In Memory of Ginny Hourigan

  • Posted: March 23, 2015

The 111 East Chestnut Condominium Insider In Memory of Ginny Hourigan  Last week, 111 lost its eighth board member, and by most accounts, the Association’s biggest “troublemaker” ever. Dearly loved by some, sadly misunderstood by many, here we eulogize, raise up and pay our respects to the one of a kind 111 personality, in memory of Ginny Hourigan.

First to clarify, by our governing documents, the board at 111 is composed of seven members. But if you knew Ginny, you wouldn’t know it. Other than sitting in the audience and not donning an official name-card, Ginny was as involved, and especially as informed, as any director. And by any standard, she was arguably our most prolific.

It was Ginny who instituted Robert’s Rules of Order for all board meetings. She is why financial transparency is top of mind. She is why we fight the good fight for fiscal responsibility. She is why we so ardently for resident security and safety. Most of all, Ginny is why adherence to our rules and especially Illinois law, and the lack thereof, is ever present here.

Why such a stickler for the rules? Because she abhorred demagogues and shady deals. Because she saw that deference to the law was the only way a democratic institution and especially a condominium can work. According to Ginny, “It is the only way we can treat each other equally and fairly.” That is what Ginny was all about.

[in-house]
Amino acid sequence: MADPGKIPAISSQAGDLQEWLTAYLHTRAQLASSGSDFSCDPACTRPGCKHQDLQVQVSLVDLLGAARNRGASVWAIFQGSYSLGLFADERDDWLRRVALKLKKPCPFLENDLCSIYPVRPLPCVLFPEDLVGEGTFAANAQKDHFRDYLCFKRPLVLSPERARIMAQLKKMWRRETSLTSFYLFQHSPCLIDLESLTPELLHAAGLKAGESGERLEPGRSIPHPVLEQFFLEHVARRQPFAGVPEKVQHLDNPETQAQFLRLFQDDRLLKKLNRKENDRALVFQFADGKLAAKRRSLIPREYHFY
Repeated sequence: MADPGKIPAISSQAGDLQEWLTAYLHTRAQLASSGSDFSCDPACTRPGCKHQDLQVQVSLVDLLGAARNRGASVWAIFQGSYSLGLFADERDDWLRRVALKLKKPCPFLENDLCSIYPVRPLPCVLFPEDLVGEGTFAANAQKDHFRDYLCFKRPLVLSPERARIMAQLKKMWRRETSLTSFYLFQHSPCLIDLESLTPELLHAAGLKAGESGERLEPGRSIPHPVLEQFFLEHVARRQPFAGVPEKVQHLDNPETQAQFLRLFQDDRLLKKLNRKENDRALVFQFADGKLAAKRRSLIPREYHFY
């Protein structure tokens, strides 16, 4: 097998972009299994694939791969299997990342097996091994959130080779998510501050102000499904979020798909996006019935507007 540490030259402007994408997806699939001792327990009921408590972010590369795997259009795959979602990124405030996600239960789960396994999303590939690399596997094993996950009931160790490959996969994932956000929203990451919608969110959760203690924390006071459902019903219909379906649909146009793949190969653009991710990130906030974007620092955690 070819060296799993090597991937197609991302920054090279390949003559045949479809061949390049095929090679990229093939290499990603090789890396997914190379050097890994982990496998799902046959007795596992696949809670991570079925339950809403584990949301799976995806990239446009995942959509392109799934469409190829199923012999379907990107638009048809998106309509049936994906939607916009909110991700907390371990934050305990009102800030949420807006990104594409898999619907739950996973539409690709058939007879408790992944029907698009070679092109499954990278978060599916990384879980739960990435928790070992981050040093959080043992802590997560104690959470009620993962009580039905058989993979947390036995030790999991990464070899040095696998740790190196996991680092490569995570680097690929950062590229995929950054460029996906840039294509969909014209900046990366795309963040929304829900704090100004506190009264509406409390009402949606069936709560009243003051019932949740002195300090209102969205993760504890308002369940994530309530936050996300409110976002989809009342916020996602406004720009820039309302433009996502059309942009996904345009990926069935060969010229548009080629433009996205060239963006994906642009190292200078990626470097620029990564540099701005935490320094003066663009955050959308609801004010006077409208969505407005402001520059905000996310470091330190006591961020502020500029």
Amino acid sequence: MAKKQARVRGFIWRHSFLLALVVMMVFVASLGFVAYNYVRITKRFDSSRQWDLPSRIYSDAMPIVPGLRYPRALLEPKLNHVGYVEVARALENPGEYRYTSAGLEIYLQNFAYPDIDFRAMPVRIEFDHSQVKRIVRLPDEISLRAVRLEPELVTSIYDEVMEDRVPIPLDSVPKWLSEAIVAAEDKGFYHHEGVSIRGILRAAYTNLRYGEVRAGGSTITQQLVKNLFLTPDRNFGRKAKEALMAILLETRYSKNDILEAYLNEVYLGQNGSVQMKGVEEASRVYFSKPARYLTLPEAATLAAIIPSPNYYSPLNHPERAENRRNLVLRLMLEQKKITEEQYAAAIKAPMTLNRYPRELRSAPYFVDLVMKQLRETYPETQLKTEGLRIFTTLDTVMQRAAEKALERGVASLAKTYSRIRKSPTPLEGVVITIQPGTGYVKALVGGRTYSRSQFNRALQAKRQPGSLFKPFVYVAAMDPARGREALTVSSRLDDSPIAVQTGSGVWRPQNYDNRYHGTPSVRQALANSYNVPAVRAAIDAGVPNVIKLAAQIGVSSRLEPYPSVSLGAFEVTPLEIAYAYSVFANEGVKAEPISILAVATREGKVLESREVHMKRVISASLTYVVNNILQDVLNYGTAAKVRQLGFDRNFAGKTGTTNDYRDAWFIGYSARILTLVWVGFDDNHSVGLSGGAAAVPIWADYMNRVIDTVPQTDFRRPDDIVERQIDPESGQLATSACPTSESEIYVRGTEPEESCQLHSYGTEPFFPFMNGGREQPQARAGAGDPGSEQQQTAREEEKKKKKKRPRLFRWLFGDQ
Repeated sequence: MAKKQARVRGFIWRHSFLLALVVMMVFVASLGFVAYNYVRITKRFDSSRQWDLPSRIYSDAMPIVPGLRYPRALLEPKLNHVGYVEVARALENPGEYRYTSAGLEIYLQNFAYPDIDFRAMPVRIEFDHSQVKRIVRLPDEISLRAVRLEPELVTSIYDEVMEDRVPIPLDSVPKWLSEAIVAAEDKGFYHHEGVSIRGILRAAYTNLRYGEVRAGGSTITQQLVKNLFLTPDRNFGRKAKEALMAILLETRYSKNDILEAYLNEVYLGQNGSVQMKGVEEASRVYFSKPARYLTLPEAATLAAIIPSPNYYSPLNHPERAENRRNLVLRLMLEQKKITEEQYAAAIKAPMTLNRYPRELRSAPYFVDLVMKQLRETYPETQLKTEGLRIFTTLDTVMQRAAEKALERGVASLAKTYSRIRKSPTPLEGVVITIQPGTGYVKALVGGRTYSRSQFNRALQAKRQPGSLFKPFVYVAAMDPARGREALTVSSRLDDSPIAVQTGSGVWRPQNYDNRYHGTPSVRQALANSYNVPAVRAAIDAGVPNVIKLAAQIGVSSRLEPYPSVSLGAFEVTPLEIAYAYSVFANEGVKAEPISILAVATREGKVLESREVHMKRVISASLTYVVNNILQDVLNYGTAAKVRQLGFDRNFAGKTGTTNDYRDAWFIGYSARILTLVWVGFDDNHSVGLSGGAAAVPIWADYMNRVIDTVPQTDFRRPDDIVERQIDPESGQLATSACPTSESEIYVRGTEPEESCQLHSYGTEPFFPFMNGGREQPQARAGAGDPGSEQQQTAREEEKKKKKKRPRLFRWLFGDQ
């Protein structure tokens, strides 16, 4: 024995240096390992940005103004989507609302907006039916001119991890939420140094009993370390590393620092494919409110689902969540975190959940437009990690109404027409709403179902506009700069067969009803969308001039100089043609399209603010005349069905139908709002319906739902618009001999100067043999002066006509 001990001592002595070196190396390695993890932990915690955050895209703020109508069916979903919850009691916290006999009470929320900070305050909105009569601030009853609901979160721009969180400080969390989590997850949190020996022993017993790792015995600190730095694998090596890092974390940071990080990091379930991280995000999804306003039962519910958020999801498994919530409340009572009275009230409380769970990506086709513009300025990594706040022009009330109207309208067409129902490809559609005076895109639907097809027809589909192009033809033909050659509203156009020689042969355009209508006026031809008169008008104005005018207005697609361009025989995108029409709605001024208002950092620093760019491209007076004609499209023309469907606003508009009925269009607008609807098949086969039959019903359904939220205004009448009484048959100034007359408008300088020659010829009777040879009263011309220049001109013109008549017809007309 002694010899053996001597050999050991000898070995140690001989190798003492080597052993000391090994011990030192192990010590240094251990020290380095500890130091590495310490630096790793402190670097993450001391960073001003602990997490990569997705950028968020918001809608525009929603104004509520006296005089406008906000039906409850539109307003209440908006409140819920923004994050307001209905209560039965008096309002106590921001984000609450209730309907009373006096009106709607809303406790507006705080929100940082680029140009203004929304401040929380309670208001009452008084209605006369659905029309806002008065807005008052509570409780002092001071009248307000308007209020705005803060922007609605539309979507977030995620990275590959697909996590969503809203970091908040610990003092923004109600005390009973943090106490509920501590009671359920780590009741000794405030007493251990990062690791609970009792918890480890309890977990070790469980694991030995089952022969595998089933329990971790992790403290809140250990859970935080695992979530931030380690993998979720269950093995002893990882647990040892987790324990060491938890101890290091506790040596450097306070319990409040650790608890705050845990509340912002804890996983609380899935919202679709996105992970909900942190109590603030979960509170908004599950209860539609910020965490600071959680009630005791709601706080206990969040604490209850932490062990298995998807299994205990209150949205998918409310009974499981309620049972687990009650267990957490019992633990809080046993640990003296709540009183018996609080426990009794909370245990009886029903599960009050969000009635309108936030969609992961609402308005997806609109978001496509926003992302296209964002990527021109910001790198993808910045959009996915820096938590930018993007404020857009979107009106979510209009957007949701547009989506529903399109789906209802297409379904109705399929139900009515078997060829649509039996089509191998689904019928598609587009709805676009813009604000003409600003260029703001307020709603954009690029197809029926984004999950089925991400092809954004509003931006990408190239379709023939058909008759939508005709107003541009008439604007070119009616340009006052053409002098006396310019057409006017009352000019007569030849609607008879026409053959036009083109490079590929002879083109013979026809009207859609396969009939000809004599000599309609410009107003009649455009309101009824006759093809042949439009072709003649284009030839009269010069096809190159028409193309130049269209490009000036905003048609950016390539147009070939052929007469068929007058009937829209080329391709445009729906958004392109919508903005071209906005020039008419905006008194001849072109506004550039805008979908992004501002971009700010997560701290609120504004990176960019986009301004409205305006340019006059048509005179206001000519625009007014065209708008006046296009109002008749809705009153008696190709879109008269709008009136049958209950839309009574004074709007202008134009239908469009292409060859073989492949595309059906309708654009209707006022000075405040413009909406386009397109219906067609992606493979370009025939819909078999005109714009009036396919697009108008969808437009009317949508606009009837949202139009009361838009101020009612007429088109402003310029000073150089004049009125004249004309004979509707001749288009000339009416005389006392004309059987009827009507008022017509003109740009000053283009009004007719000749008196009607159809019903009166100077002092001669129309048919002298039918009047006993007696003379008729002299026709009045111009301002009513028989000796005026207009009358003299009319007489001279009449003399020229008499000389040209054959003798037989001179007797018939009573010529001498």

Okay, some still look on her as an activist. Some say she could be an alarmist. Some of our lessor angels try to reduce her calling her “the consummate utz.” She was certainly and unrelentingly in our business. But she was tough as nails and impervious to the slings and arrows of her detractors.

And she had a big heart. She made it her mission to care for those on the street. She took in and nursed shelter animals. She read to the blind. She cherished her family.

If you had to sum her up in a sentence, Ginny was a proper born-and-raised New Englander, who wore her heart on her sleeve; and was feisty and unwavering about doing things “the right way.”

To capture that spirit, here we close with a choice quote for another New Englander, Robert Kennedy. In 1966, when Ginny was just graduating from college, he had made a noted speech. It was a special time in world history that apparently influenced her and sums her up best:

“These men and women moved the world, and so can we all. Few will have the greatness to bend history itself, but each of us can work to change a small portion of events, and in the total of all those acts will be written the history of this generation. It is from numberless diverse acts of courage and belief that history is shaped. Each time a man or woman stands up for an ideal, or acts to improve the lot of others, or strikes out against injustice, she sends forth a tiny ripple of hope, and crossing each other from a million different centers of energy and daring, those ripples build a current that can sweep down the mightiest walls of oppression and resistance.

Few are willing to brave the disapproval of their fellows, the censure of their colleagues, the wrath of their society. Moral courage is a rarer commodity than bravery in battle or great intelligence. Yet it is the one essential, vital quality for those who seek to change a world that yields most painfully to change.”

Ginny had that essential character. And in her numberless diverse acts, she changed us. In that, we at 111 are deeply grateful. We will miss her always. Dear Ginny is dead. Long live her indomitable spirit.

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